Interestingly, when we tried the same experiment with the DNA1-Cy3 + PNA1-Cy5 complex, which places Cy5 closer to the vertex of the DNA nanocage containing Cy3, no energy transfer was observed. As shown previously in Figure 3, the native PAGE of DNA1-PNA1 and DNA3-PNA3 complexes were identical, suggesting that both were assembled properly. However, energy transfer is dependent not only on distance, but also on the orientation between the dyes. Dyes that have limited rotational mobility and are placed at orthogonal orientations will not transfer energy even at very close distances. We then investigated the mobility of the dyes attached to the complexes using time resolved fluorescence anisotropy. Time correlated single photon counting (TCSPC) was used to measure the fluorescence decay kinetics of the Cy3 (Ex. 500, Em. 600 nm) and Cy5 (Ex. 600, Em. 670 nm) containing constructs when excited with vertically polarized light and when the emission compared between vertical (IVV) and horizontal (IVH) polarization with respect to the excitation source.
Figure 5A–E shows the fluorescence decay kinetics of each sample with Cy5 at both vertical and horizontal emission polarization. The difference was used to calculate the time resolved fluorescence anisotropy as shown in Figure 5F, and described in the supporting information methods section. The Cy5-DBCO anisotropy decays from the maximum anisotropy value of 0.4 (i.e., fully polarized) to 0 (i.e., fully depolarized) within 3 ns due to its rapid rotation when free in solution. The anisotropy of Cy5 conjugated to each PNA strands decays to 0 within 7 ns due to the slower motion of the larger molecule. Interestingly, PNA3-Cy5 decays faster than PNA1-Cy5 within the first 1 ns, and may contribute to the lower observed quantum yield for PNA3-Cy5. When the Cy5 labeled PNAs are hybridized to the large DNA nanocage the anisotropy decays much slower to 0.25–0.27 after 8 ns, suggesting that the dyes are strongly interacting with the DNA nanocage. These values are in agreement with our previous study using tetramethylrhodamine (TMR) labeled DNA nanocages (0.24),22 which also highly interacts with the DNA nanocage.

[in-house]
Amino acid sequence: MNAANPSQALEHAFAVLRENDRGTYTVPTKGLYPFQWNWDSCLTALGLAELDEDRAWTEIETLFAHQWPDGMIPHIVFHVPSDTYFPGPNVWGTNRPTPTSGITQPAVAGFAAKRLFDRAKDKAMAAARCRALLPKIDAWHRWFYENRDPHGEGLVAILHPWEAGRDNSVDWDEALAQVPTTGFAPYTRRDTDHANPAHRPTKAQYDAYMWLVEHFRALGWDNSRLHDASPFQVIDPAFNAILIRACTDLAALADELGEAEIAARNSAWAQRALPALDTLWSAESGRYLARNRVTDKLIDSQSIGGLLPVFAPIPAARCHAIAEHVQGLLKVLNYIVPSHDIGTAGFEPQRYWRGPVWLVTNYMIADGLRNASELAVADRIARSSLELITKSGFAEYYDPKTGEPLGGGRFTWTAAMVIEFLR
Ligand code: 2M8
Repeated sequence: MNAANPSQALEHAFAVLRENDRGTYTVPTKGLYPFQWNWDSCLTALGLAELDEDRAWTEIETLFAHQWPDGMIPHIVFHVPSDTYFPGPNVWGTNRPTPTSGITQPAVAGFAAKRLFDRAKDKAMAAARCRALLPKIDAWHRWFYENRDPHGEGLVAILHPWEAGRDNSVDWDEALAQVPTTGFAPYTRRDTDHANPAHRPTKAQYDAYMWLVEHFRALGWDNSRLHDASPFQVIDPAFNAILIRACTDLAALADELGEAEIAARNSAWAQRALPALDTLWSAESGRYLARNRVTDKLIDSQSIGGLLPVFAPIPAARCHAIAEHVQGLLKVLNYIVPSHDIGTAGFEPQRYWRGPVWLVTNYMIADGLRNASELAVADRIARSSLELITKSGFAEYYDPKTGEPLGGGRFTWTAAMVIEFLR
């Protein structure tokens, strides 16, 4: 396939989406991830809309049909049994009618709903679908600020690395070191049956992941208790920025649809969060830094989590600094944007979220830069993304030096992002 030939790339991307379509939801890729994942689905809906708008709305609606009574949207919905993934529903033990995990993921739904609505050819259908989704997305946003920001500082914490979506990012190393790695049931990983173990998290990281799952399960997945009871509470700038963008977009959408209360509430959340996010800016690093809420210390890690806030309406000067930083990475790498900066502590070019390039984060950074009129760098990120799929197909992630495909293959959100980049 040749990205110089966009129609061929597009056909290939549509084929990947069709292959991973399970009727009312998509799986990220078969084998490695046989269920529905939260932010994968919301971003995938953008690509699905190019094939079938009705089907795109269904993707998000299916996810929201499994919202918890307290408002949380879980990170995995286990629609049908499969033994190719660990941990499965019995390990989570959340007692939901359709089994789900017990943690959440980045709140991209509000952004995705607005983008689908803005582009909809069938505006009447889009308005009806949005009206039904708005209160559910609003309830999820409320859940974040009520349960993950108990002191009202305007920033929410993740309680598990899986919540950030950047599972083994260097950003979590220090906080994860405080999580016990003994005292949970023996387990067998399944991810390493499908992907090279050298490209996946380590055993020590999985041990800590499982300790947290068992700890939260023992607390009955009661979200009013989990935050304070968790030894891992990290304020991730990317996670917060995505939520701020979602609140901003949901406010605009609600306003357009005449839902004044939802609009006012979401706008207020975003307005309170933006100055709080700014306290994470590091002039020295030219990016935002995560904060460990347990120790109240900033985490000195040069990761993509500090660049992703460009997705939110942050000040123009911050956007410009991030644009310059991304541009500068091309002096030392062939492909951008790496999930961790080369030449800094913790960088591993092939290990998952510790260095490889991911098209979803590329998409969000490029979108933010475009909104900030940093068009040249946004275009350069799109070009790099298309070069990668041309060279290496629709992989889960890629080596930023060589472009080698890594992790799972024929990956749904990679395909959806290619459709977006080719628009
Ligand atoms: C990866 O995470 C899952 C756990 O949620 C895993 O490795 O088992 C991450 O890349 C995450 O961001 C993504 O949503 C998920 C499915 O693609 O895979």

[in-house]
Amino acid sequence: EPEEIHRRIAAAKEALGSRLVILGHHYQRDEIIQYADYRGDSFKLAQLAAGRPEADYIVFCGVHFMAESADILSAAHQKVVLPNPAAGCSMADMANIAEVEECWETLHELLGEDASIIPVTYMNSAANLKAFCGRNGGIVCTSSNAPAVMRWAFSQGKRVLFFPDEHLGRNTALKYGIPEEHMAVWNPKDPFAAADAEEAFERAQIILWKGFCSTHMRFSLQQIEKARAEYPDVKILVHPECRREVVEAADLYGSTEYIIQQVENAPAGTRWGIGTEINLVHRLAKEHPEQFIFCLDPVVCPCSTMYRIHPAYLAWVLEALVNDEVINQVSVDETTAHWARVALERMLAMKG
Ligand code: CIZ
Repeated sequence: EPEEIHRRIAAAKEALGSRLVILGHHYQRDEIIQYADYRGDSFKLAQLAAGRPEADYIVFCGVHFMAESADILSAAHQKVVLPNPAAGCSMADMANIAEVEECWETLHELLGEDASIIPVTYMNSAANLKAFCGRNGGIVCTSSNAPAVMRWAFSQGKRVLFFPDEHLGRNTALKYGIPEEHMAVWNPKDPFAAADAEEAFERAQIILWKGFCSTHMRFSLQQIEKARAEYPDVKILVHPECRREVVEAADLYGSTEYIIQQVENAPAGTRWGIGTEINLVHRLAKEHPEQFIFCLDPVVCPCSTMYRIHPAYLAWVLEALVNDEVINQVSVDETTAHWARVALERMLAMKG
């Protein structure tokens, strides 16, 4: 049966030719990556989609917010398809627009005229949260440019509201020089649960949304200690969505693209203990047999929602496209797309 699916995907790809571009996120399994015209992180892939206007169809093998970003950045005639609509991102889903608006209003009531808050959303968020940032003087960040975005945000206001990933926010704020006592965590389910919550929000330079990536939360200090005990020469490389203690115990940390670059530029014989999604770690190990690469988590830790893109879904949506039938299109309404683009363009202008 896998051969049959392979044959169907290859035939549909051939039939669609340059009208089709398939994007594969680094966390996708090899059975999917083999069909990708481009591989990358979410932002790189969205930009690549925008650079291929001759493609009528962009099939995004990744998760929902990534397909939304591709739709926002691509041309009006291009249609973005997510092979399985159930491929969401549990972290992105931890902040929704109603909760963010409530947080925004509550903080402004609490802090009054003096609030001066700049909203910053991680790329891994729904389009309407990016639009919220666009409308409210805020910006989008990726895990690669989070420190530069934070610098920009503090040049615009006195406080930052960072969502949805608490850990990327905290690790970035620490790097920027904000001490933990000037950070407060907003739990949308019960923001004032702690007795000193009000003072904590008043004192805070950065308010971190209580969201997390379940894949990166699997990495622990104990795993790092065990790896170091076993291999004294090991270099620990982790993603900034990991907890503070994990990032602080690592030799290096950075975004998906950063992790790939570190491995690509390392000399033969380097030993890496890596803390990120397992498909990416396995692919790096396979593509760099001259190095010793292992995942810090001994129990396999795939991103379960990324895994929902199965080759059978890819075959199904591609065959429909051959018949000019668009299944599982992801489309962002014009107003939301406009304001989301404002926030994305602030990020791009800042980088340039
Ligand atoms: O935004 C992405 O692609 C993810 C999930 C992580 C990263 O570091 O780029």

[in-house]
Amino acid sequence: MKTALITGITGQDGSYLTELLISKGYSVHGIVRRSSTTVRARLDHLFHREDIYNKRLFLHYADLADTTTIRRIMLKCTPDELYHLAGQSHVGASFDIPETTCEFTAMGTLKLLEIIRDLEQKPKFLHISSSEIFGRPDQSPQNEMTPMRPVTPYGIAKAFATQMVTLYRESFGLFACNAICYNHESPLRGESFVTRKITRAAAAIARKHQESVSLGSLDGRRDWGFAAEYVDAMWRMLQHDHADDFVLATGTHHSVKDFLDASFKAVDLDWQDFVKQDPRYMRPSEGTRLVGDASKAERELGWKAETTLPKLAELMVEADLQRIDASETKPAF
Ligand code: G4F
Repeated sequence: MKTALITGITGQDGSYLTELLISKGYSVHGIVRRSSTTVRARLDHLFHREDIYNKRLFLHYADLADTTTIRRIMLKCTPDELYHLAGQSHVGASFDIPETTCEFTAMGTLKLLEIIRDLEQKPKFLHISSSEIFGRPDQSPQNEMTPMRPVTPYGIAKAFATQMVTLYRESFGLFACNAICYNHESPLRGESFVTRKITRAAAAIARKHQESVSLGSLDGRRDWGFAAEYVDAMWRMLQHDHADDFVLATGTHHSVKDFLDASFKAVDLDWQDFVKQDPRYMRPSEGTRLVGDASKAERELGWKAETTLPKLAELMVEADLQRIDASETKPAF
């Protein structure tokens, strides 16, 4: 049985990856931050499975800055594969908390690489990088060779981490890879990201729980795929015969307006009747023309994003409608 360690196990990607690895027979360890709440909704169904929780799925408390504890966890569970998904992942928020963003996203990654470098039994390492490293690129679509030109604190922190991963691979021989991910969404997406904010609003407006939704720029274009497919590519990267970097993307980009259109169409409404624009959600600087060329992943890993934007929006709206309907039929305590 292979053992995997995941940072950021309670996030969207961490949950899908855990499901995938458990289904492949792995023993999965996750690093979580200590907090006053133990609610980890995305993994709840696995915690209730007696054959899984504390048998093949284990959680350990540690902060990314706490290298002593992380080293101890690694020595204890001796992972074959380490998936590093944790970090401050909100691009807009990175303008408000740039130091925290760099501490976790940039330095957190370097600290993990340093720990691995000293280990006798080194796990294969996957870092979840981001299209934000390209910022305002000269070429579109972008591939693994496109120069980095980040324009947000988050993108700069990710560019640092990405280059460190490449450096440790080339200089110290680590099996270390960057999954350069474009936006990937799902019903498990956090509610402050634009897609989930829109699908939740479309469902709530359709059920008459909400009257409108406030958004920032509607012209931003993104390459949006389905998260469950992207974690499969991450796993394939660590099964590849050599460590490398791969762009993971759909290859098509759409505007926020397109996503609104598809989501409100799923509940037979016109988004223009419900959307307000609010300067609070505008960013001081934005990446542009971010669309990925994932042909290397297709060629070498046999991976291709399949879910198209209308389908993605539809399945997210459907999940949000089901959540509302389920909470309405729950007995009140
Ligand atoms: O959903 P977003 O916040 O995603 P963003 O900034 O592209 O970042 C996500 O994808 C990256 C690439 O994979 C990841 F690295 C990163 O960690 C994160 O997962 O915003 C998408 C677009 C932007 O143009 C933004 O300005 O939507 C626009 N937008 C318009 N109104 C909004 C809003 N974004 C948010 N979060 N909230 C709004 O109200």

Figure 6A–C shows the fluorescence decay kinetics of Cy3 for horizontal and vertical emission polarizations, first when conjugated to single-stranded DNA (A), then when the same ssDNA is annealed into either DNA1-Cy3 or DNA3-Cy3 nanocages. The calculated anisotropy for DNA3-Cy3 decays to 0.22 within 8 ns, suggesting that it is also highly interacting with the DNA nanocage. Interestingly, the calculated anisotropy of DNA1-Cy3 decays only to 0.3 within 8 ns, suggesting that its rotation may be restricted in a mostly static orientation relative to the DNA nanocage where the anisotropy only decays due to the slower diffusion of the DNA nanocage. The lack of energy transfer suggests that this static orientation is orthogonal to the donor. This type of orientation dependence was observed because of strong interaction between Cy3 and Cy5 with the nucleobases of a linear DNA helix as the length was extended due to the rotation of DNA nucleobases along the helix.37 This effect could be more dramatic for helices joined at more orthogonal angels, such as the 60⁰ angle between adjoining edges of our 3D DNA tetrahedron. Finally, TCSPC was also used to measure the fluorescence lifetimes of each Cy3 and Cy5 labeled complex, as shown in Figure S10 and listed in Table S5. The lifetimes of DNA1-Cy3 and DNA3-Cy3 (1.3 ns) are in agreement with other reports that show that the natural lifetime of the free Cy3 dye (0.18 ns) can be extended up to 2.0 ns when its rotation is restricted to minimize photoisomerization.36,37 The observed Cy3 lifetimes are consistent with the high anisotropy due to rotational restriction by the DNA nanocage. The lifetime of the free Cy5-DBCO (1.1 ns) is in excellent agreement with another report (1.0 ns).38 The observed lifetime of Cy5 conjugated to PNA (1.4–1.5 ns) is consistent with the motion of Cy5 being restricted to minimize photoisomerization.38
We introduced a bifunctional PNA design using copper free click chemistry to label the PNA with the dye Cy5 in solution while protecting a thiol group for future conjugation reactions. Denaturing PAGE is introduced as a method to efficiently purify PNA fluorescently labeled with Cy5. The fluorescence of the product was used to monitor its elution from the gel blocks, which allows the method to be extended to other charged molecules that may not be so easily detected. The Cy5 labeled γ-PNAs were assembled into DNA nanocages under benign conditions that were previously shown to preserve polypeptide function.23 Energy transfer between PNA3-Cy5 and DNA1-Cy3 was used to confirm the high thermal stability of the PNA sequence. Interestingly, no energy transfer is observed for PNA1-Cy5 that may be due to the high anisotropy of Cy3 in that complex keeping the dyes at orthogonal orientations. Bifunctional, thermostable PNA molecules are intriguing candidates for controlling the assembly and orientation of peptides within small DNA nanocages for mimicking protein catalytic sites.
No potential conflicts of interest were disclosed.
We want to thank Drs. Hao Yan and Yan Liu for helping to conceive of and develop the proposed application for using DNA nanostructures to assemble artificial catalytic centers. We also want to than John Lopez and Zach Laughrey for their consultation on MALDI-MS.
This work was supported by the Center for Bio-Inspired Solar Fuel Production, an Energy Frontier Research Center funded by the US. Department of Energy, Office of Science, Office of Basic Energy Sciences under Award Number DE-SC0001016.